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Gail Kinman

University of Bedfordshire

Professor of Occupational Health Psychology

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Control in times of uncertainty: how can you combat change fatigue?


Organisations are under increasing pressure to be more agile, competitive and customer focused, and a key role of HR is to support them through the process of change.

Although change is essential, there is evidence that around 70% of all organisational change initiatives fail. In many cases, failure is exacerbated by employees’ mistrust of changes imposed from above, along with feelings of uncertainty and anxiety about their impact.

There is growing evidence, however, that one of the most common reasons for the failure of organisational change efforts fail is change fatigue. This article draws on my own research and that of others to help understand change fatigue, how it can manifest itself in organisations and how it can be managed.

What is change fatigue?

Change fatigue is a sense of passive resignation or apathy towards organisational changes. Put more simply, it is when people believe that too many changes have taken place in their organisation.  

It is essential to manage change fatigue – not only to increase employees’ acceptance of change, but also to protect their wellbeing and effectiveness through the change process.

What is the impact on employees?

Change fatigue can have a negative impact on individuals and organisations that is wide-ranging. If employees have experienced what they may consider unreasonable and unnecessary change, or if too many changes without a period of consolidation have been introduced in their organisation, they may react to new initiatives with learned helplessness. This involves feelings of powerlessness as they feel unable to influence events that are happening to them.

Studies have found that change fatigue can be highly stressful. It has also been linked to burnout, which is characterised by emotional exhaustion, cynical and negative attitudes, and reduced feelings of personal accomplishment.

People experiencing change fatigue may also feel alienated from their organisation as they feel their contribution or their opinions do not matter. Studies have also found that change fatigue can reduce job satisfaction, motivation and commitment to the job and encourage withdrawal behaviours such as absenteeism and turnover intentions.

…they feel their contribution or their opinions do not matter.

Change fatigue can also have serious consequences for job performance. It can deplete mental and physical energy and erode feelings of self-efficacy – people’s confidence in their abilities. Over time, change fatigue is also likely to stifle innovation and creativity and discourage the organisational citizenship behaviours that underpin organisational effectiveness.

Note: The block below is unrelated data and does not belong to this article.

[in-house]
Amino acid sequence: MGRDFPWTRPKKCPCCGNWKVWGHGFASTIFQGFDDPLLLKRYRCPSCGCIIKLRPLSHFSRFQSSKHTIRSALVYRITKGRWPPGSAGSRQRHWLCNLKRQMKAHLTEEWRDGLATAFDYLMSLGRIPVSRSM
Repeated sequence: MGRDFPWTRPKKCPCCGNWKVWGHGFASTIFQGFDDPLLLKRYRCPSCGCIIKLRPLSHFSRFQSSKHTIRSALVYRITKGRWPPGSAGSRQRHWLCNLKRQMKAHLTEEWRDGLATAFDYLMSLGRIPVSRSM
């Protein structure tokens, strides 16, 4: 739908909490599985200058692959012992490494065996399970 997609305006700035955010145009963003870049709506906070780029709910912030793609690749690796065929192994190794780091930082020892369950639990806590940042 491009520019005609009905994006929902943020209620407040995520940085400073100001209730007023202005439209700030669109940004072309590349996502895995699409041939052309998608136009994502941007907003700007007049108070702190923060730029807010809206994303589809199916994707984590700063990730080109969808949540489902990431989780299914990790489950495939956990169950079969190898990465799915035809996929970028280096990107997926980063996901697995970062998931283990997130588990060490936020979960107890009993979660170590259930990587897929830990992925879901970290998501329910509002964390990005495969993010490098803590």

The cynicism that is a common response to change fatigue can quickly transmit itself through an organisation, leading to a general atmosphere of negativity. Anxiety about change can also impair work-life balance and recovery processes as people may find it difficult to switch off from work concerns – this can threaten wellbeing and job performance.

How can we manage change fatigue?

  • Be aware of change fatigue and how it can manifest itself.  
  • Communicate the reasons why change is required and provide regular updates on the change process.
  • Formulate long-term strategic plans rather than relying on short-term reactive solutions.
  • Limit the number of changes (wherever possible); focus on small improvements, rather than top-down, large-scale transformations.
  • Highlight the previous change initiatives that have led to improvements.
  • Think carefully of the unintended consequences of any changes that may be introduced.
  • Accept that a reduction in performance or productivity may be inevitable. Changes are disruptive and will usually involve extra work, even if they are designed to reduce workload over the longer term.
  • Change doesn’t have to be imposed from the top. Employees are experts on their job so involve them in the process of change. Their suggestions may be more realistic and acceptable to the workforce in general. Listen to their concerns and take them seriously.
  • Remember that change places an enormous burden on managers who are required to ‘sell’ the new initiatives to their staff, even if they personally disagree with them.
  • Train managers on how to better support staff through the process of change.
  • Remember that it may take a while for change to be accepted, or to reap any benefits. For any change initiative to work, a period of consolidation is required to allow the changes to bed in.
  • Evaluate the long-term effectiveness of any change by asking staff at each level in the organisation.

One Response

  1. Change is nearly always
    Change is nearly always driven from the top, prescribed from a recipe supplied by the usual big-name consultants who know little about the business environment the client operates in but do know how to fit the client into a box. There is no resultant sense of ownership throughout the organisation, rather a resignation that the employer has spent a lot of money on a so-called solution they know won’t work. No matter what the academics say, most managements absolutely won’t talk to the workforce. That’s why big consultancies make so much money. Change is also a great management ploy for avoiding direct comparison with previous years!

Author Profile Picture
Gail Kinman

Professor of Occupational Health Psychology

Read more from Gail Kinman

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